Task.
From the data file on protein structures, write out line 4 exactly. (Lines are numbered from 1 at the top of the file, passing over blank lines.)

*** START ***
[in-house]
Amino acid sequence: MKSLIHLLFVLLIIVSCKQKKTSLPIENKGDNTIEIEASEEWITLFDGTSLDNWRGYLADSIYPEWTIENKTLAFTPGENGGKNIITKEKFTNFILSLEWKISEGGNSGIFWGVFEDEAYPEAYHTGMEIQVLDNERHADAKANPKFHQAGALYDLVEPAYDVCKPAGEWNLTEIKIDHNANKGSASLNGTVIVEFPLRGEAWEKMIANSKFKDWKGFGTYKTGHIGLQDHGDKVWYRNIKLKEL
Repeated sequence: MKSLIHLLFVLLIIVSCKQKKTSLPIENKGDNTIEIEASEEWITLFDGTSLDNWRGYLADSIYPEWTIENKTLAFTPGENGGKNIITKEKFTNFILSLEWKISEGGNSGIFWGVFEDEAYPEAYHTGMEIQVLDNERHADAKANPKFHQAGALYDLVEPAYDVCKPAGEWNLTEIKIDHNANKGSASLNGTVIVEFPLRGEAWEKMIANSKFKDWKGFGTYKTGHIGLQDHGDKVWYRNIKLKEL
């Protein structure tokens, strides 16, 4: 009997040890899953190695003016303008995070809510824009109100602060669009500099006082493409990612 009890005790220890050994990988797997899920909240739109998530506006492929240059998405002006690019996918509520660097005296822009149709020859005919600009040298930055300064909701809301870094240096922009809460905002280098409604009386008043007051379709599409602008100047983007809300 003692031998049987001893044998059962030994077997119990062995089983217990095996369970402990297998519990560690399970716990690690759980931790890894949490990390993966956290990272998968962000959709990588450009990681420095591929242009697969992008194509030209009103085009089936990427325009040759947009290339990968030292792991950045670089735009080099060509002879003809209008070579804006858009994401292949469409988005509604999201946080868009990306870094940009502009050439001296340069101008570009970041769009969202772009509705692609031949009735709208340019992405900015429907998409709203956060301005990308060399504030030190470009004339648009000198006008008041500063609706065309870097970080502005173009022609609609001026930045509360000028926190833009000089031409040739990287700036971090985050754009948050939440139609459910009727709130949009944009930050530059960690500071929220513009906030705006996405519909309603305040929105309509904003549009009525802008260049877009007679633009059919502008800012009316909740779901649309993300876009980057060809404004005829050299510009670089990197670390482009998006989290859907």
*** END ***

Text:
């Protein structure tokens, strides 16, 4: 009997040890899953190695003016303008995070809510824009109100602060669009500099006082493409990612 009890005790220890050994990988797997899920909240739109998530506006492929240059998405002006690019996918509520660097005296822009149709020859005919600009040298930055300064909701809301870094240096922009809460905002280098409604009386008043007051379709599409602008100047983007809300 003692031998049987001893044998059962030994077997119990062995089983217990095996369970402990297998519990560690399970716990690690759980931790890894949490990390993966956290990272998968962000959709990588450009990681420095591929242009697969992008194509030209009103085009089936990427325009040759947009290339990968030292792991950045670089735009080099060509002879003809209008070579804006858009994401292949469409988005509604999201946080868009990306870094940009502009050439001296340069101008570009970041769009969202772009509705692609031949009735709208340019992405900015429907998409709203956060301005990308060399504030030190470009004339648009000198006008008041500063609706065309870097970080502005173009022609609609001026930045509360000028926190833009000089031409040739990287700036971090985050754009948050939440139609459910009727709130949009944009930050530059960690500071929220513009906030705006996405519909309603305040929105309509904003549009009525802008260049877009007679633009059919502008800012009316909740779901649309993300876009980057060809404004005829050299510009670089990197670390482009998006989290859907």